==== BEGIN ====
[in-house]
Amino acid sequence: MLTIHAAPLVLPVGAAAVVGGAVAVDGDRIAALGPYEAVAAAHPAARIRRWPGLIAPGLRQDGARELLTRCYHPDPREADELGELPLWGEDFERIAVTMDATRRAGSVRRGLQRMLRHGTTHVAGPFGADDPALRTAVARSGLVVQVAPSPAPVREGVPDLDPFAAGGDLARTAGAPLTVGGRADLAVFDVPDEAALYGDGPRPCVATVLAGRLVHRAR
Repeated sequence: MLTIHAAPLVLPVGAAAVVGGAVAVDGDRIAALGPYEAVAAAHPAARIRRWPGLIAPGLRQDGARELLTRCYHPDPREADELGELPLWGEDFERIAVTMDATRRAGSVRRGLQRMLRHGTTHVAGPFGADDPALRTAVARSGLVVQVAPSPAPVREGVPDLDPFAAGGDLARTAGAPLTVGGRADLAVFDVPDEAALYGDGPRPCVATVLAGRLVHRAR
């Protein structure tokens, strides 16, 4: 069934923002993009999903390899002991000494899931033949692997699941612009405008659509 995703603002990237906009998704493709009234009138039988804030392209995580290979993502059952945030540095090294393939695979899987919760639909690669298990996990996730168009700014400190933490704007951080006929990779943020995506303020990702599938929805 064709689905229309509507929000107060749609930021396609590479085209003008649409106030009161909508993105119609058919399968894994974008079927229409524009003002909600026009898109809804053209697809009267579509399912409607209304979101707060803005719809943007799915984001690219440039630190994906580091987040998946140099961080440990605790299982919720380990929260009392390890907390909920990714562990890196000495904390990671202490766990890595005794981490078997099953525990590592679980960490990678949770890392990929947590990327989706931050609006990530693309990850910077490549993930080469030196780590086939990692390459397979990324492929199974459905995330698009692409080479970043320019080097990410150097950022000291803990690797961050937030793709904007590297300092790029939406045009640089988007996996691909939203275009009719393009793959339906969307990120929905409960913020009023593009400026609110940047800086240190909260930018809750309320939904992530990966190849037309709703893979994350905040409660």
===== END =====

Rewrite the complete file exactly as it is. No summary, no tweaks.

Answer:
[in-house]
Amino acid sequence: MLTIHAAPLVLPVGAAAVVGGAVAVDGDRIAALGPYEAVAAAHPAARIRRWPGLIAPGLRQDGARELLTRCYHPDPREADELGELPLWGEDFERIAVTMDATRRAGSVRRGLQRMLRHGTTHVAGPFGADDPALRTAVARSGLVVQVAPSPAPVREGVPDLDPFAAGGDLARTAGAPLTVGGRADLAVFDVPDEAALYGDGPRPCVATVLAGRLVHRAR
Repeated sequence: MLTIHAAPLVLPVGAAAVVGGAVAVDGDRIAALGPYEAVAAAHPAARIRRWPGLIAPGLRQDGARELLTRCYHPDPREADELGELPLWGEDFERIAVTMDATRRAGSVRRGLQRMLRHGTTHVAGPFGADDPALRTAVARSGLVVQVAPSPAPVREGVPDLDPFAAGGDLARTAGAPLTVGGRADLAVFDVPDEAALYGDGPRPCVATVLAGRLVHRAR
């Protein structure tokens, strides 16, 4: 069934923002993009999903390899002991000494899931033949692997699941612009405008659509 995703603002990237906009998704493709009234009138039988804030392209995580290979993502059952945030540095090294393939695979899987919760639909690669298990996990996730168009700014400190933490704007951080006929990779943020995506303020990702599938929805 064709689905229309509507929000107060749609930021396609590479085209003008649409106030009161909508993105119609058919399968894994974008079927229409524009003002909600026009898109809804053209697809009267579509399912409607209304979101707060803005719809943007799915984001690219440039630190994906580091987040998946140099961080440990605790299982919720380990929260009392390890907390909920990714562990890196000495904390990671202490766990890595005794981490078997099953525990590592679980960490990678949770890392990929947590990327989706931050609006990530693309990850910077490549993930080469030196780590086939990692390459397979990324492929199974459905995330698009692409080479970043320019080097990410150097950022000291803990690797961050937030793709904007590297300092790029939406045009640089988007996996691909939203275009009719393009793959339906969307990120929905409960913020009023593009400026609110940047800086240190909260930018809750309320939904992530990966190849037309709703893979994350905040409660």